Antarctic peep-searchers use Landsat images of peep-guin peep (er, poop) to measure the health of colonies. Penguin peep (er, poop) is bright pink and bright blue, depending on if they’re eating shrimp or sardines. What they’re eating and how much peep (er, poop) is on the ice is an important indicator of peep-guin health. In this diorama, intrepid peep-searchers are bundled up in their cozy Arctic gear, visiting the peep-guin colony from a peep-search ship to ground-truth the colony counts they’re getting with satellite data. Reminder to all peep-searchers: Don’t eat the pink snow!
Peep scientists are investigating an unusual object at the far reaches of the solar system, known as Ultima Peep. The spacecraft New Hare-rizons is closing in, and images of Ultima Peep are becoming clearer. At first, Ultima Peep appeared to be shaped like a bowling pin, but now, some are beginning to suspect that Ultima Peep is shaped like a peep. (Perhaps it is a lonely space peep?) The peeple demand information! Scientists have called a press conference to weigh in, and journalists are peepering them with questions.
inspiration for this diorama is, of course, NASA’s New Horizons spacecraft and
its investigation of the Kuiper Belt object Ultima Thule, the shape of which
became clearer as the spacecraft got closer. Unfortunately, in our world, bunny
ears never materialized. The diorama also includes a title and a close-up of
the encounter between New Hare-rizons and Ultima Peep.
Hidden Peeps is an artistic rendering of the Black women who made essential contributions to the U.S. scientific space program at NASA. The right side of the diorama depicts the women, known as computers, whose work enabled US spaceflights but went largely unsung. The details include Dorothy Vaughan programming an early computer, Katherine Johnson and Mary Jackson writing their official technical reports, other women doing math on the chalkboard, calculating trajectories, verifying fight patterns. Be sure to check out the ‘colored’ bathroom sign (NASA’s facilities in Virginia were segregated), the Mary Jackson quote, the women’s glasses, typewriter, pencils, coffee mugs and family peeps photo.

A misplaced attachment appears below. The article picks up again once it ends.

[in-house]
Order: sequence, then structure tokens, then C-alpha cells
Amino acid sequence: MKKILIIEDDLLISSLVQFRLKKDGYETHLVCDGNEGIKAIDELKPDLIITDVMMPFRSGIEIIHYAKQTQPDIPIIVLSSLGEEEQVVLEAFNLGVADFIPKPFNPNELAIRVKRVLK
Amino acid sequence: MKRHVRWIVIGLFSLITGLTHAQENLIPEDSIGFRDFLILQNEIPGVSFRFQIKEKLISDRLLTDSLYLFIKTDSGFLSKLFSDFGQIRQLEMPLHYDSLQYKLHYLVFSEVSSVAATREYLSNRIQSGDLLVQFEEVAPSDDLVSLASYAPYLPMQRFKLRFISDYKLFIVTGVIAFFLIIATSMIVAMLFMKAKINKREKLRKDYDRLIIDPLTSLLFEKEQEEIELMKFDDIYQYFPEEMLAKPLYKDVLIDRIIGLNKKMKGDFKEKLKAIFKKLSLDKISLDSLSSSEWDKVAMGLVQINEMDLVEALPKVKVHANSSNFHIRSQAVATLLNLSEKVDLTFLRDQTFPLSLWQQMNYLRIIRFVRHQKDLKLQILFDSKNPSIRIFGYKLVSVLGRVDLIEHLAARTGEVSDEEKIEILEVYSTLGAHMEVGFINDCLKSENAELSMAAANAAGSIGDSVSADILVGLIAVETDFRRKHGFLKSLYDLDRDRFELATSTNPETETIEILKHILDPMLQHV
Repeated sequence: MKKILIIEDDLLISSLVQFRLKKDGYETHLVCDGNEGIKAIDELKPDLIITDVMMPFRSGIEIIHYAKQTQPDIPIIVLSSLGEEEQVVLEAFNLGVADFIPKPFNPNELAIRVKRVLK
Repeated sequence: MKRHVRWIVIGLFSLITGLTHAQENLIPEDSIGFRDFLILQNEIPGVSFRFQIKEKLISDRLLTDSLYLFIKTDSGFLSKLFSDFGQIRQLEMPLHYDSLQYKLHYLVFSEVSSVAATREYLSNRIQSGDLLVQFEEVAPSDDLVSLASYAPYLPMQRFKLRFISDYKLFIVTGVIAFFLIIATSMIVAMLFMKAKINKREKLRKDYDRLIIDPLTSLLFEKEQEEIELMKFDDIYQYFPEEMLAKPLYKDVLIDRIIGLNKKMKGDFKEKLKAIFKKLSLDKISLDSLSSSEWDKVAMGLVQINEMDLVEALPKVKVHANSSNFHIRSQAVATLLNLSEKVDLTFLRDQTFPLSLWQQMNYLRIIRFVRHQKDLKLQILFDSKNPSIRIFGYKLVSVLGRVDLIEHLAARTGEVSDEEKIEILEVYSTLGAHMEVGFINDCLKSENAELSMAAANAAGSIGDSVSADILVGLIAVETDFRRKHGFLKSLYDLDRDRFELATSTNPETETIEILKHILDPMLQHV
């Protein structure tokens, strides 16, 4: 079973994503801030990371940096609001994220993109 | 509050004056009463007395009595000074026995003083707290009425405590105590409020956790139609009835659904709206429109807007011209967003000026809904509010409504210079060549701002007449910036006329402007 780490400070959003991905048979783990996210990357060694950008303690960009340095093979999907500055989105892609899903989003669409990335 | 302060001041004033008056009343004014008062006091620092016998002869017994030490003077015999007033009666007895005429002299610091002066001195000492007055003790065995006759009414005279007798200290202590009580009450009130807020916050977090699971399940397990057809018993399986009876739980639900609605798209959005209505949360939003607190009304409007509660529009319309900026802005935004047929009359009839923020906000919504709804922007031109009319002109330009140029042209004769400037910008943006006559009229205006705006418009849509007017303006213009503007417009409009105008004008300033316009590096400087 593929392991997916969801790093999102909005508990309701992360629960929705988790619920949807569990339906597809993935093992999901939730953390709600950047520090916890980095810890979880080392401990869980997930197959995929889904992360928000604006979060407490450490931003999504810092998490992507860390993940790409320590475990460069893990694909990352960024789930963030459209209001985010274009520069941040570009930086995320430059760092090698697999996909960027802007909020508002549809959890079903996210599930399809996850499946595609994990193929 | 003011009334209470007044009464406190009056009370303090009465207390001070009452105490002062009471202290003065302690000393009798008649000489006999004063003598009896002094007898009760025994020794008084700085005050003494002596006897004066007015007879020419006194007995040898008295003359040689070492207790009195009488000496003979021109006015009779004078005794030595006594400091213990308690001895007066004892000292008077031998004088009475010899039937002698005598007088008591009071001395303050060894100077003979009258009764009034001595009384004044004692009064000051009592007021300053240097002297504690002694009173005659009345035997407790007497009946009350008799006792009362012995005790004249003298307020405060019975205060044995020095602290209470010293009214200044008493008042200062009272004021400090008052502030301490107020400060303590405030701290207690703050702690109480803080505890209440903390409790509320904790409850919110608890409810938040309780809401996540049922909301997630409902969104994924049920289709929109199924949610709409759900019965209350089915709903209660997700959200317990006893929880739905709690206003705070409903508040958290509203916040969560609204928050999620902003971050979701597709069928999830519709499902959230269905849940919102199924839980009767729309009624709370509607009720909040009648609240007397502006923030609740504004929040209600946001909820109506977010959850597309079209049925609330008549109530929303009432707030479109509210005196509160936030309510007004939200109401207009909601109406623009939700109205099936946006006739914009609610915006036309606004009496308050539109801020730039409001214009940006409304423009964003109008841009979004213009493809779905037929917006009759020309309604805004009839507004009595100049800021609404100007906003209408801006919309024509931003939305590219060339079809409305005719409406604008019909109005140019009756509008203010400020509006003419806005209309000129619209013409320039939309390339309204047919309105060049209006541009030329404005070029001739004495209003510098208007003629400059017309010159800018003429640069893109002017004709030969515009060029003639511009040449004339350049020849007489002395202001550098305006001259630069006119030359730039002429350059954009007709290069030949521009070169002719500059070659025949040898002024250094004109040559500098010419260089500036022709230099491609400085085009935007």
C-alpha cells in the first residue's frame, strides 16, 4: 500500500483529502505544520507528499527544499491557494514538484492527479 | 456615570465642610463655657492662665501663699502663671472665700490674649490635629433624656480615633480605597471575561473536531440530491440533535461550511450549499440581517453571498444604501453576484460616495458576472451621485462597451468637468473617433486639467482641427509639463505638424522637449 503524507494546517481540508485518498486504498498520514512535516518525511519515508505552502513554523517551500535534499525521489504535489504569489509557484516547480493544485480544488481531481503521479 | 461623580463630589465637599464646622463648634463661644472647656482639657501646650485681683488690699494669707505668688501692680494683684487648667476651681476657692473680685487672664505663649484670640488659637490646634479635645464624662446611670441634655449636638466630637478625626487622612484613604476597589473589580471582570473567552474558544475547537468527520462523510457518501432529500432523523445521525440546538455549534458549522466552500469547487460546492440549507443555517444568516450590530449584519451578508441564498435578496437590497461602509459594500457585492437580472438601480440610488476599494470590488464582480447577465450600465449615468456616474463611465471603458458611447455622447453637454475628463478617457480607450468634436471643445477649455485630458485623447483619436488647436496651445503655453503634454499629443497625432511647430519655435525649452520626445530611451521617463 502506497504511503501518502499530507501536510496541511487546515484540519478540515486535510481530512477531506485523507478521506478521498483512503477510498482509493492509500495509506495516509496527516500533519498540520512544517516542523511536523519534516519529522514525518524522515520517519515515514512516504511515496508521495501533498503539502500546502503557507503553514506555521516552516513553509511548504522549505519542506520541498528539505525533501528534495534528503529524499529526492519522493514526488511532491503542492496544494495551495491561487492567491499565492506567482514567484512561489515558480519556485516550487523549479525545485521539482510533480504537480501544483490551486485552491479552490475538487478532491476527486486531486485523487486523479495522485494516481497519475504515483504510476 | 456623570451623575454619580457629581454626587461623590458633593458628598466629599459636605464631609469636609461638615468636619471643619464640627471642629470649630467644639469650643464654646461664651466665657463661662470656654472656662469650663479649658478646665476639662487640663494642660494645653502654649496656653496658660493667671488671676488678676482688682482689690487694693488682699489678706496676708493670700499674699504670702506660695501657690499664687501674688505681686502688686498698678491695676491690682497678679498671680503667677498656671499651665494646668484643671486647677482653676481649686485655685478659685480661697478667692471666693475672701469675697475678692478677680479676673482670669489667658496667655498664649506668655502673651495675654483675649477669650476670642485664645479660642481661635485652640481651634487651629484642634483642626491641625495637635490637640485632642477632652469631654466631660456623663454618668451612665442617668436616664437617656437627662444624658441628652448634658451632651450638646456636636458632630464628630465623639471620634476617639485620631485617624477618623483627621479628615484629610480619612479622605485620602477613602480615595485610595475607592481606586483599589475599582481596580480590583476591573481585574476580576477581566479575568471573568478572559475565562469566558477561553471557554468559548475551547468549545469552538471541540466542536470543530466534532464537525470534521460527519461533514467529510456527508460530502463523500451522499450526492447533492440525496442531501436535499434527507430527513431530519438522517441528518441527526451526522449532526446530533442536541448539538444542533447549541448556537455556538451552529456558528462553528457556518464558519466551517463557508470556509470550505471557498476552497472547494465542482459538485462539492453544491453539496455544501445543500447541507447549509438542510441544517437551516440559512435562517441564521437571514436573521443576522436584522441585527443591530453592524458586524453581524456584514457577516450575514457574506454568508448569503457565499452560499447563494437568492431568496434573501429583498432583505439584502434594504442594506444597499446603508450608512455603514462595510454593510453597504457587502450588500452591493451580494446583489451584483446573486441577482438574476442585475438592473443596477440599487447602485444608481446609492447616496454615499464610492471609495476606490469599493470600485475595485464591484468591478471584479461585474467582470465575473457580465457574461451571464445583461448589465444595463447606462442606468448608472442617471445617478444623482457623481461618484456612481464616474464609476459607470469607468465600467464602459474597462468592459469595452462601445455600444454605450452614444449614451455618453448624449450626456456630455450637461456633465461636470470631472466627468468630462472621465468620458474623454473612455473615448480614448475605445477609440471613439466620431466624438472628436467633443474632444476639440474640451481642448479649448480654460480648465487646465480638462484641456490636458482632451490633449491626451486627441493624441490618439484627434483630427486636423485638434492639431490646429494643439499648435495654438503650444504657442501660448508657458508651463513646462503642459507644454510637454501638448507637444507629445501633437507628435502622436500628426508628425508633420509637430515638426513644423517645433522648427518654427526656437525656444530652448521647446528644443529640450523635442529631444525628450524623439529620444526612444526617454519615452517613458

The other side of the
diorama depicts the men receiving attention and accolades for the space program
complete with astronaut John Glenn in the rocket, military band, NBC
photographer, and medals. Check out the
NASA logo and the Neil Armstrong-inspired banner, “One small hop for Peeps….”
Astropeeps Bunny Aldrin and Neil Peepstrong explore Tranquilipeep Base — making history as the first sentient marshmallows to step on the moon. Marshmallow Collins drew the short straw and is orbiting up high in the Columbia capsule.
Meanwhile, Bunny is
collecting rock samples with his shovel and sample box, and Neil takes pictures
with his hand-held camera. The two astropeeps have already planted the American
flag, and their ride — the Eagle lander — waits in the distance. They keep
their spacesuits on, because bad things happen to Peeps in a vacuum…
See the photograph taken by Neil Armstrong of the Lunar Module at Tranquility Base.
Wernher Von Braun’s V2 rockets ultimately powered the Saturn V and took the United States to the moon, but von Braun always saw Mars as the true destination. Today, we are proving him right. So while the crowds have their eyes on the moon, von Braun points the way to Mars.
The contest is hosted by The Open Notebook, a
non-profit publication aimed to help science journalists sharpen their skills
by providing useful tools, articles, and career advice. The contest is the brainchild of volunteers Joanna
Church, Helen Fields, and Kate Ramsayer, an award-winning trio of peep diorama
makers from the Washington, DC, area.
Last week, an Earth Observatory Image of the Day featured a sediment plume from the Fraser River where it enters the Strait of Georgia. That photograph was taken by an astronaut on the International Space Station on September 6, 2014. After we posted the image on Facebook, researcher Ed Wiebe responded by sharing some close-up views of the plume.